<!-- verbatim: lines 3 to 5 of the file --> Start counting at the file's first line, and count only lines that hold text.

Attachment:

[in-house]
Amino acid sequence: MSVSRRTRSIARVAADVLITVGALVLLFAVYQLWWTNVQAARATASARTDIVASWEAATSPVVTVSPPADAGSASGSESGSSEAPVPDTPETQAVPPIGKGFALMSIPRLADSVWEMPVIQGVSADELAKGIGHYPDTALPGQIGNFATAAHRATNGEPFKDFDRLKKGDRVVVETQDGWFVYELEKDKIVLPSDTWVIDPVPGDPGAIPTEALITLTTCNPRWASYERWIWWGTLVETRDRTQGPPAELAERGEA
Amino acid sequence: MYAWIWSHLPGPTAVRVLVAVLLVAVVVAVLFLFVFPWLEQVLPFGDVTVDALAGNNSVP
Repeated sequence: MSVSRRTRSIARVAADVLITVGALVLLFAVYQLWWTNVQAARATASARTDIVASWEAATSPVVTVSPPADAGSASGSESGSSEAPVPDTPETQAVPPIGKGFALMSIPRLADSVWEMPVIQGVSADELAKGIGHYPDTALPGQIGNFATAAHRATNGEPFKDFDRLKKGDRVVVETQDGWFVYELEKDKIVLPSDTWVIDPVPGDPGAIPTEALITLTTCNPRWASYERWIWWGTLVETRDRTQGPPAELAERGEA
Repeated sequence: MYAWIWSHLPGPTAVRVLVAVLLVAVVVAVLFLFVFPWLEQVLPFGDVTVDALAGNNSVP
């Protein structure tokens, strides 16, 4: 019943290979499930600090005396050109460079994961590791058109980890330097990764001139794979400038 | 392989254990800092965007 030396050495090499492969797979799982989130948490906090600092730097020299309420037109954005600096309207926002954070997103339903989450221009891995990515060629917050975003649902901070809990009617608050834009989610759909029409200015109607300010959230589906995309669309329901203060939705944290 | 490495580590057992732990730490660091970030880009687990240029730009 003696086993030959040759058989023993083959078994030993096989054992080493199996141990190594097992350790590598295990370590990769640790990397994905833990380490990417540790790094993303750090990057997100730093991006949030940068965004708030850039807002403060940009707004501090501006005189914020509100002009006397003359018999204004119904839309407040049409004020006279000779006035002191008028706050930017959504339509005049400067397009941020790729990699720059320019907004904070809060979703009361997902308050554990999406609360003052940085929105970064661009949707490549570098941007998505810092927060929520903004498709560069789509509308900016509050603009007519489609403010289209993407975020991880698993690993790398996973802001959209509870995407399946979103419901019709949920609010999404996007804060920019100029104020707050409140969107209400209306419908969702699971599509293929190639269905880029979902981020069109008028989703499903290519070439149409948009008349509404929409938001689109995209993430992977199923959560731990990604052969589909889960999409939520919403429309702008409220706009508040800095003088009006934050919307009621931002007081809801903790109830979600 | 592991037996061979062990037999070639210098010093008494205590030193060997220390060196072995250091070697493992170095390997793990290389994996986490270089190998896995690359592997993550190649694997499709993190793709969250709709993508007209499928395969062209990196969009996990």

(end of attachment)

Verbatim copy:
Amino acid sequence: MYAWIWSHLPGPTAVRVLVAVLLVAVVVAVLFLFVFPWLEQVLPFGDVTVDALAGNNSVP
Repeated sequence: MSVSRRTRSIARVAADVLITVGALVLLFAVYQLWWTNVQAARATASARTDIVASWEAATSPVVTVSPPADAGSASGSESGSSEAPVPDTPETQAVPPIGKGFALMSIPRLADSVWEMPVIQGVSADELAKGIGHYPDTALPGQIGNFATAAHRATNGEPFKDFDRLKKGDRVVVETQDGWFVYELEKDKIVLPSDTWVIDPVPGDPGAIPTEALITLTTCNPRWASYERWIWWGTLVETRDRTQGPPAELAERGEA
Repeated sequence: MYAWIWSHLPGPTAVRVLVAVLLVAVVVAVLFLFVFPWLEQVLPFGDVTVDALAGNNSVP